So I sit down on the sidewalk and I'm leaning up against a wall and I'm just audibly sobbing, I mean worried. I'm going to wake the people up, that I'm in front of their place and all of a sudden I feel this presence next to me is not an angel or anything. Don't worry, not, don't worry, that'd be cool too. Maybe it was, I don't know. And this person sits down with me and he's like why are you crying? Oh no, and I was like because I'm sad. And he was like well, why are you sad? And I was just like well, I guess I'm just going to be super open with this stranger, because why not? We're here in the middle of the night.

Jace:

But you can never see them again. I hope not. He might live there.

Jace:

I don't know, and I just said I was honest, and I said my life just hasn't turned out the way I thought it would. Nothing, nothing in my life is the way I thought it was going to be, or that I worked towards and just like all the stuff. So I'm just crying and then he's like is it your job? And he's asking me these things. And finally I turn to see who's sitting next to me. This guy is wearing a Letterman jacket, he's got a peach fuzz mustache that like a 13-year-old would envy. And I was like, oh goodness, gracious, young, super young guy.

Kristelle:

Yeah, and we're talking.

Jace:

I thought I was like, how old are you, how old was he? And he's like I'm 23. No Well, I'm, part of me thought that too, where I was like boy, because he's telling me like life can be really hard and there's just so much in life that can be hard. And so he tells me he's 23. And then I thought you know what? I had gone through a lot by 23. And I'm like I don't know his life, I'm not going to be like oh, what do you know? You're only 23. And he even said he was like but I've gone through a lot already. And I was like I'm going to believe you, I had a shit storm coming my way at 23. I thought I had gone through a lot. It was about to get way worse, but anyway, so we talk it out. And he's just he's petting the dogs and he's just letting me cry and he's had like a good. So my mom wasn't there, but a 23-year-old.

Kristelle:

Letterman jacket.

Jace:

Yeah, the guy who looked like he was going through puberty helped me out. And then, because it's Albuquerque and because I live downtown, this is unusual. I hear gunshots pretty much every day. But there was an automatic rifle on my block going off. It was legit scary. Like normally I'm like OK, gunshot, you know, you get used to them. But that was like literally right on my block, coming our way and I was like that is our cue and I was like do you have somewhere to be inside?

Kristelle:

And he was like yes.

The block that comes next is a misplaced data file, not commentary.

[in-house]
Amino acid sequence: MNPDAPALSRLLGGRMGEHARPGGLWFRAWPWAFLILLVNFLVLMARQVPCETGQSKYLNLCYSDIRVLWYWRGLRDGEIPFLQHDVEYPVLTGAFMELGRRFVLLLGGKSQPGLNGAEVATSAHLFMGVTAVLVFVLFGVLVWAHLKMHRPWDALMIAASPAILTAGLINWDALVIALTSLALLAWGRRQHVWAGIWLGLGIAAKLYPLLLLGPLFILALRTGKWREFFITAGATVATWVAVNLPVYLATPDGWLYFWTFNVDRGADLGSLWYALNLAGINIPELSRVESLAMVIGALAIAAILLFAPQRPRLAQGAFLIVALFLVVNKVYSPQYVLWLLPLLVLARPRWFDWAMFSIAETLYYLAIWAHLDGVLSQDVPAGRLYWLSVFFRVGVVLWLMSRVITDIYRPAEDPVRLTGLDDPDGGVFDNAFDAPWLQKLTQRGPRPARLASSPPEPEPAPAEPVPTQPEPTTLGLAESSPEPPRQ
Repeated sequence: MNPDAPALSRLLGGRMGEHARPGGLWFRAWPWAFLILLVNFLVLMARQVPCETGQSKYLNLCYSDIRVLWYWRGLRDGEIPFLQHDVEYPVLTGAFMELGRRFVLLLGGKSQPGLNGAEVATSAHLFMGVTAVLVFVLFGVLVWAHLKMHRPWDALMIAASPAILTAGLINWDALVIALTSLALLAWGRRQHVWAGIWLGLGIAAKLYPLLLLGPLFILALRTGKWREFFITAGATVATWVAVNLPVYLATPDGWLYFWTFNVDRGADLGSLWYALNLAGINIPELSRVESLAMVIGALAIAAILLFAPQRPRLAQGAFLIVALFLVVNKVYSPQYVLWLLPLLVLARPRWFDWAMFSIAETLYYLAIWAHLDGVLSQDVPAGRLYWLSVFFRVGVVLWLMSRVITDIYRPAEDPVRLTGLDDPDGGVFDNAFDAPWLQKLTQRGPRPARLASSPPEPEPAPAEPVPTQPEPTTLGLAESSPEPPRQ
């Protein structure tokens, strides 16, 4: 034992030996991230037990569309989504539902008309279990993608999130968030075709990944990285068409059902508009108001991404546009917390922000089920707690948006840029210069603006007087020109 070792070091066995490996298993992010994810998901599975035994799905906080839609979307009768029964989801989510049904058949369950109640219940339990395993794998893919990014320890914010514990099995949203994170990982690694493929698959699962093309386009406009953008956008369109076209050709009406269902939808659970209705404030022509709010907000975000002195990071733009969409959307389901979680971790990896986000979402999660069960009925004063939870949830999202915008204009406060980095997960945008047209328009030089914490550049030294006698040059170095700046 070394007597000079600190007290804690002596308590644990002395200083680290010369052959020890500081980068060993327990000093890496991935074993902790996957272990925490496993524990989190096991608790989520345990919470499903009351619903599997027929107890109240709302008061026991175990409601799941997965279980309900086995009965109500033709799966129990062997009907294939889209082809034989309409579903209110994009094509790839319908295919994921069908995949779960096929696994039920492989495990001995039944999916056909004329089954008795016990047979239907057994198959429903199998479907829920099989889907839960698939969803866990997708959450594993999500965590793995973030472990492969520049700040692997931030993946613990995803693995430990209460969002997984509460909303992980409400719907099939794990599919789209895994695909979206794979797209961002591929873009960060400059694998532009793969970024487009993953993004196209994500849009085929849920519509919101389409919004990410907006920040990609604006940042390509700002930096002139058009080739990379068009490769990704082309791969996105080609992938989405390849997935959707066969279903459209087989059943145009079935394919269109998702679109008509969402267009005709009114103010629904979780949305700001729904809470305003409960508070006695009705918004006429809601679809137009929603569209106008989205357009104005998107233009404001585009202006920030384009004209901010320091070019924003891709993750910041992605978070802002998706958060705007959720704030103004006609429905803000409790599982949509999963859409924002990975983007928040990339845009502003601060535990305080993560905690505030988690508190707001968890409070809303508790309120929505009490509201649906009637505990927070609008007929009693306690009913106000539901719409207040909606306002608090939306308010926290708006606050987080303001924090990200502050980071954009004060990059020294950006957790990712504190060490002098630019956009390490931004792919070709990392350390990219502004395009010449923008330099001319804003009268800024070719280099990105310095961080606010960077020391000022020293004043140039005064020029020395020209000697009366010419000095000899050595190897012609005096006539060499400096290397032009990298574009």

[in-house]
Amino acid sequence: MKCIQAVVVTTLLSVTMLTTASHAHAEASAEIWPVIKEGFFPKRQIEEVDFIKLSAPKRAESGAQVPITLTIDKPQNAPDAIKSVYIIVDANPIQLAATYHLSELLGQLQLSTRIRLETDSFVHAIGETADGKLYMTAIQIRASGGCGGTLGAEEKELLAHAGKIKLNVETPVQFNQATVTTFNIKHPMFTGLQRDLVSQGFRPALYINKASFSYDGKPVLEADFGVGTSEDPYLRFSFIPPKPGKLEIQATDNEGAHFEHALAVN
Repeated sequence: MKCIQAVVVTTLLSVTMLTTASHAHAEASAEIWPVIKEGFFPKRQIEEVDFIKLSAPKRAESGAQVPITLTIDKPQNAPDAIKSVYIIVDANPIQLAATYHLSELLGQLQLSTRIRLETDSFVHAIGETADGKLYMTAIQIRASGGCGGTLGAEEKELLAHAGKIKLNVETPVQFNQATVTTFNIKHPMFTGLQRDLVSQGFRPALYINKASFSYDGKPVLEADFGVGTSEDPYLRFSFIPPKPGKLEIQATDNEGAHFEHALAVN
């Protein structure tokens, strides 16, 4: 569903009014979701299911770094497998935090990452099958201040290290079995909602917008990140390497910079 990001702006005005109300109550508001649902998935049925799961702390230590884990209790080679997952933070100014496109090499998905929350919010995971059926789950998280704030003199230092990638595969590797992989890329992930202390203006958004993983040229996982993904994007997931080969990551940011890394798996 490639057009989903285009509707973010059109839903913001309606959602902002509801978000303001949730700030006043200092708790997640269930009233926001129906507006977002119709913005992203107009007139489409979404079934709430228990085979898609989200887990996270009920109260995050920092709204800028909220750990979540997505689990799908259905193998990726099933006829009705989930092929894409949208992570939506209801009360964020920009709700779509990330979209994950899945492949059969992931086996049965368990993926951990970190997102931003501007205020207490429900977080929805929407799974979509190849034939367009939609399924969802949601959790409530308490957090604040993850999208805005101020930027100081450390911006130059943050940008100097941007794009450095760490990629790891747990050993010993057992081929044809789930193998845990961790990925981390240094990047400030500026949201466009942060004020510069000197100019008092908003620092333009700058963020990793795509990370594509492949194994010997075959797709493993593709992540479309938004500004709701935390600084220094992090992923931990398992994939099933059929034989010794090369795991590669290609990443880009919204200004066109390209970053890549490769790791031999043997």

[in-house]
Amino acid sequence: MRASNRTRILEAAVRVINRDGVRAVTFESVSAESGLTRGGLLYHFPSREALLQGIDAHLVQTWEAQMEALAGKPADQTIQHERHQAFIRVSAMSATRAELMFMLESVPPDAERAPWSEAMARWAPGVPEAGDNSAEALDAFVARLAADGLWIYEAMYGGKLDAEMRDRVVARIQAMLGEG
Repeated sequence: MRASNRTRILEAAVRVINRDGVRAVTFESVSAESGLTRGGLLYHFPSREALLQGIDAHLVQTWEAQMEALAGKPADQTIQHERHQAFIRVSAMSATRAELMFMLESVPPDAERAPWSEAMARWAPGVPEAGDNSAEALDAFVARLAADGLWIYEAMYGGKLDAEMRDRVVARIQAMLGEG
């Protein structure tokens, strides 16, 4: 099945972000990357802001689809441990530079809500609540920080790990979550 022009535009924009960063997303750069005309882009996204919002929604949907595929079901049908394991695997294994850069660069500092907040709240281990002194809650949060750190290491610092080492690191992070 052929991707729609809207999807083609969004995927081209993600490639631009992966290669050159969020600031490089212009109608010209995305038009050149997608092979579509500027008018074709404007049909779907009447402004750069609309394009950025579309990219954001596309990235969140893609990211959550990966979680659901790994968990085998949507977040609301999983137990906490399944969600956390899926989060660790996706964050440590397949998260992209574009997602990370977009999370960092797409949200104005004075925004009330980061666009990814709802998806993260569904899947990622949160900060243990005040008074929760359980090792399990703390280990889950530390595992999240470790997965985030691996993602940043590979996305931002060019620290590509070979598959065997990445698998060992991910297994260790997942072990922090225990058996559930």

Jace:

And so he like walked me part of the way and I was like no, go, Like I live here, Like go. And then I had this like really strong inkling to just be like, by the way, some things get cooler as you get older. It's not all bad. I'm like here's this 23-year-old starting jaded, like life's hard, and I'm like it is hard. I was here for this one stranger.

Kristelle:

She told me, it sucks.

Jace:

But then I'm like, but also because it does like, if I think back 10 years ago where I was like, oh my goodness, I was such a mess and I wouldn't have guessed where I am today and I do have so many things that have gone well. Did it turn out the way I thought? No, is it over. Sure, ain't have some things turned out way better than I thought. Yes, it's just like that sense of like, kind of being rudderless, right, like not really, and then losing motivation from that too, Cause it's like well then, why work towards anything if it's just not going to work out and things they, they shift and change. You got to be able to pivot, right, but so I didn't have my mom. But I would never receive comfort from a, from a young stranger in the middle of the night he reminds me of my son.

Kristelle:

And this will be the second and last point before we ask one more question, so we'll wrap up. So sometimes my son surprises the shit out of me, 15 years old right. Right now he's in his um uh confident era Very, very isolating.

Jace:

Yeah, they know everything. Yeah, what a burden to carry. They know everything, yeah.

Kristelle:

When he listens to this podcast he's like man, my mom is so mean about me, but I what? What I mean specifically about this part is that sometimes he says something out of nowhere. That was just exactly what I needed to hear.

Jace:

And I surprise.

Kristelle: